Then I just saw stars. I eventually stopped perceiving them, but could always see them. Just an endless expanse of sparkling stars.

July 13th, 2020.


FUCK!” Not going to lie, I was also pretty shaken up by what I had just witnessed in kind-of-first-person, but seeing Xhaxhollari’s elegant, ethereal ass yelling that was the highlight of my day. Right after Xanthe calling him, ‘You Enochian fuck.’

I climbed to my feet. I’d really only existed in Xanthe’s reflection for the past year, so it was odd to be able to see myself. I cautiously leaned over and gazed down into the newly-black water, surveying my silver hair and duo-toned eyes. I was alive, not just a phantom that existed as fleeting moves, emotions, and actions. Somehow, Xanthe’s death had solidified my existence.

If I’d remembered I was Neb, I’m sure I would’ve appreciated the irony. The only thing was, this wasn’t going to be for long, judging by those cute little numbers dancing in my eyes. Looks like I had a matter of weeks.

Okay, I lied a little, I do have a small supernatural ability within the inworld. We all think it was leftover from Vex being the one to euthanize me in combination with Kirra force-feeding me Death Note a few times a year, but I could– and still can– see the lifespans of other alters and myself. Everyone has these little numbers in their iris. I can look at other alters and tell if they’re about to split or go dormant.

It’s helpful because these lifespans aren’t set in stone. It was later how I was able to figure out when I needed to be there for Jasper or when I needed to let him just drink and ramble until he passed out.

But in those days when the host just up-and-died, it just seemed to be a nifty little doomsday clock I couldn’t shut off.

This made me chatty. “So, it’s true, then. We have multiple personalities, or schizophrenia, or psychosis. Or some fun combination of the three.” Xhaxhollari glanced over at me. We’d taken refuge in the courtyard, more or less locked in a tense state of ‘What now?’ We were under the covered paths, barely out of the reach of the rain, sitting on slabs of stone. The Big Ben clocktower loomed over us like the world’s most ambitious tombstones since the pyramids. Knowing Xanthe, that was likely part of the point. I motioned to everything around us. “All of this is just… like. A metaphor. Like ‘Shutter Island’ but with a bigger production budget.”

Xhaxhollari was staring at me now, face drawn and exhausted. I got the feeling that I wasn’t supposed to be talking about this, which made me want to talk about it more. “I mean, take Atlantis for example. This was a fantasy kingdom paradise with a vaguely Disney feel until it had dark elements inserted into it, resulting in the most bizarre tonal issues there’s been since the animated ‘Hunchback’ film. Wouldn’t the destruction of Atlantis be like, the premature loss of our childhood? And all that stuff about the gods feeling inhuman and persecuted for how their minds work– autism, right? And I mean, look at you. We were touched as a child, Xhax, of course one of us would have this pure, sexless, holier-than-thou vibe.” Xhaxhollari’s face looked blank. I tried to lighten the tone. “I had an OC like Xanthe, you know.”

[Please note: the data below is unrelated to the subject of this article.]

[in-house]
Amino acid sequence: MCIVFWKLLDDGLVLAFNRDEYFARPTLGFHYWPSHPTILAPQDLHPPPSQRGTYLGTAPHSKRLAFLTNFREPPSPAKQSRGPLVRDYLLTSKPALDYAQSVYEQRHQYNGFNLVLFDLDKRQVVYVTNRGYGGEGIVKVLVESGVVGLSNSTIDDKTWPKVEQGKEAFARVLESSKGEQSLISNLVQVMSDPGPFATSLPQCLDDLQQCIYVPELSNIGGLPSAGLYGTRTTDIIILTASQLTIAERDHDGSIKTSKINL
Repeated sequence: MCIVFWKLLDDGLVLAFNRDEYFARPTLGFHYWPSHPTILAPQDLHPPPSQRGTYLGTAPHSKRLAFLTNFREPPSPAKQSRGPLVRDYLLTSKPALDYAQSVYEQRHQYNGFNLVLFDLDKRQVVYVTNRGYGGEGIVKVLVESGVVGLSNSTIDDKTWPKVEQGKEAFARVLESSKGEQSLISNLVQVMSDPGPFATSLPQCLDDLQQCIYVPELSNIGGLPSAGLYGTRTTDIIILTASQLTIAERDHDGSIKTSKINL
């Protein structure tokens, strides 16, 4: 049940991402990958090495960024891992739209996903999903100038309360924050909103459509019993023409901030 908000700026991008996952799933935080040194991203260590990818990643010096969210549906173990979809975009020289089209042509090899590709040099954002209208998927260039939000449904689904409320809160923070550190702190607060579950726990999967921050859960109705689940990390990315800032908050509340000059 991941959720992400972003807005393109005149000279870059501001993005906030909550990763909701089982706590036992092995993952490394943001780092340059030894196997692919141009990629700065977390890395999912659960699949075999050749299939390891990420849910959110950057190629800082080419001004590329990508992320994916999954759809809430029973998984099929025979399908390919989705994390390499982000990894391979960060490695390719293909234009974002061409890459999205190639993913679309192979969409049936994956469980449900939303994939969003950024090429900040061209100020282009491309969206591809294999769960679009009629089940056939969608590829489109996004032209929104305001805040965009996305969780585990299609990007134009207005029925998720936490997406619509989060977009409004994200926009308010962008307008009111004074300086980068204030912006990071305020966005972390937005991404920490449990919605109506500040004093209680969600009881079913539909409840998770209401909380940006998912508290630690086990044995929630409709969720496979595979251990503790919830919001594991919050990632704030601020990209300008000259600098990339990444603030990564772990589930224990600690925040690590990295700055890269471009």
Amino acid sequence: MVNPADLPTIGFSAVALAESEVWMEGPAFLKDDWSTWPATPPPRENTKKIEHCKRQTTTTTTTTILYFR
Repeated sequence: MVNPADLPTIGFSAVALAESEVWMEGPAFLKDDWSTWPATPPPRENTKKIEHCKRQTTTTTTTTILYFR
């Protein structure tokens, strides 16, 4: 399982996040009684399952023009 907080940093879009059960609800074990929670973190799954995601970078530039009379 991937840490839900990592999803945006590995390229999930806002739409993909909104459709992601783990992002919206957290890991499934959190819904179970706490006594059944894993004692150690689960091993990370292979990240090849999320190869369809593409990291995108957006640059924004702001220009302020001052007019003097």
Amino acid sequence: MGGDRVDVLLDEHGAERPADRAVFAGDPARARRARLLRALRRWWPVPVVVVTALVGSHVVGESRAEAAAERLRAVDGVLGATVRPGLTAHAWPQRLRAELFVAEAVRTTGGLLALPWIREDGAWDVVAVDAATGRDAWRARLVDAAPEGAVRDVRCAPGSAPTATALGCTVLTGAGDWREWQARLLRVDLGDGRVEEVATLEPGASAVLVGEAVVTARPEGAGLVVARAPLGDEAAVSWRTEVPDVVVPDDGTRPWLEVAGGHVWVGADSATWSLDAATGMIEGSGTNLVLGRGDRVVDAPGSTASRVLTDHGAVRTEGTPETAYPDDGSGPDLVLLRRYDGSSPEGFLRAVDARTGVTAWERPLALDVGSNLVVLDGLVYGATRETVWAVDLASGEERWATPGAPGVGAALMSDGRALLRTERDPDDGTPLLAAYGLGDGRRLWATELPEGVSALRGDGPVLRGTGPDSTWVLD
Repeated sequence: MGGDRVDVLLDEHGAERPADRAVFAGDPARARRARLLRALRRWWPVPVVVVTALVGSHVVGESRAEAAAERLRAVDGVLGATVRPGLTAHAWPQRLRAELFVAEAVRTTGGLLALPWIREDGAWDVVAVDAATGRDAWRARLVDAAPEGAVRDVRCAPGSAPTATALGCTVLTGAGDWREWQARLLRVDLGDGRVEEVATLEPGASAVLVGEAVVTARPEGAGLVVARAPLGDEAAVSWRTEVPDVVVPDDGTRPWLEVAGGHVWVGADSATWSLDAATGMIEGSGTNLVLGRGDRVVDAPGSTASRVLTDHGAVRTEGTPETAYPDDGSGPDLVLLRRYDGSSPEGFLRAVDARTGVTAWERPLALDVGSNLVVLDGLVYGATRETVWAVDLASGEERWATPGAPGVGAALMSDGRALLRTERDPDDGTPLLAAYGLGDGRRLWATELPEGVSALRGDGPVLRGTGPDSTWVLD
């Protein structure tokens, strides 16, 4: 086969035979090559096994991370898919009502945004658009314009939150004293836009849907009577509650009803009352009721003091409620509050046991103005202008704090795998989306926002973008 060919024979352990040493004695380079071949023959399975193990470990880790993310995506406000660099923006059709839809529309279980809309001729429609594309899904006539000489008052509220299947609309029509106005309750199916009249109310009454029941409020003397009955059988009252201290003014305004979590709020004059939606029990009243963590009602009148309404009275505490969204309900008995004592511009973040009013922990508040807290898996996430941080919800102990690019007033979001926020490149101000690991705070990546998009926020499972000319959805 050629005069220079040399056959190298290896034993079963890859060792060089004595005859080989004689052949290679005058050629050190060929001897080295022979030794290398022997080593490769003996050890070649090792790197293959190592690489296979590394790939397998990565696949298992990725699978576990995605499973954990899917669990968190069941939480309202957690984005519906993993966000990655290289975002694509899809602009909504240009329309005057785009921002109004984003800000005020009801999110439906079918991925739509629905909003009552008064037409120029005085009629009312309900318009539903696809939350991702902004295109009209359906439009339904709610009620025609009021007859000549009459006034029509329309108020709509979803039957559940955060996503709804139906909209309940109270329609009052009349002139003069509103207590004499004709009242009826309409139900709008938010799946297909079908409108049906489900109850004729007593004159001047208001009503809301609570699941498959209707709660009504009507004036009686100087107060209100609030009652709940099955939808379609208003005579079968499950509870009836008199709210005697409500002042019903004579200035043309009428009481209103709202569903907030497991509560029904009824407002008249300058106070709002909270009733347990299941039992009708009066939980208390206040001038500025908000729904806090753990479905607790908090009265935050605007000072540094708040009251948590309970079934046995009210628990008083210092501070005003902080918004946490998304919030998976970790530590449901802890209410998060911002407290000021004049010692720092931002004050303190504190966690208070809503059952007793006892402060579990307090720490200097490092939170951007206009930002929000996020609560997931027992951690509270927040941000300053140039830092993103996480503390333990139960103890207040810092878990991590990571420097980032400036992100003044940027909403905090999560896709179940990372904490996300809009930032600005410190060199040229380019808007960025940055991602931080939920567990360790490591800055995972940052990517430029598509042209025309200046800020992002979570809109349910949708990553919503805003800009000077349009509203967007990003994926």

Come to think of it, Xhax and I have a lot of Walter and Jesse conversations.

“Hm?” Oh, so maybe he didn’t know everything.

“Yeah. I mean, I’d heard of Phisoxa having an heir, and I spent hours in Saint’s Row character creation trying to figure out what it’d look like. I figure, you know, blonde hair and glasses, like Phisoxa. Androgynous. They didn’t have a German accent as an option in-game, but they did have British, so I started thinking of them as a Brit after a while. I came to really like them when I put the character on the missions. Started to see it with all the snark and stubbornness that’s already written in. I started to figure, hey, if anyone could be a curse-breaker, my Saint could.” I was so close to regaining my memories, remembering who introduced me to that series in the first place. So, so close to realizing who I was. For all the good it’d do me, considering I’d be starting over in a matter of weeks. “Actually, I remember the name I gave it. Zenith. Zenith St. Kronus.”

“Zenith,” Xhaxhollari repeated it softly. When he realized how closely it came to sounding like Xanthe’s name, he gave a small, resigned chuckle.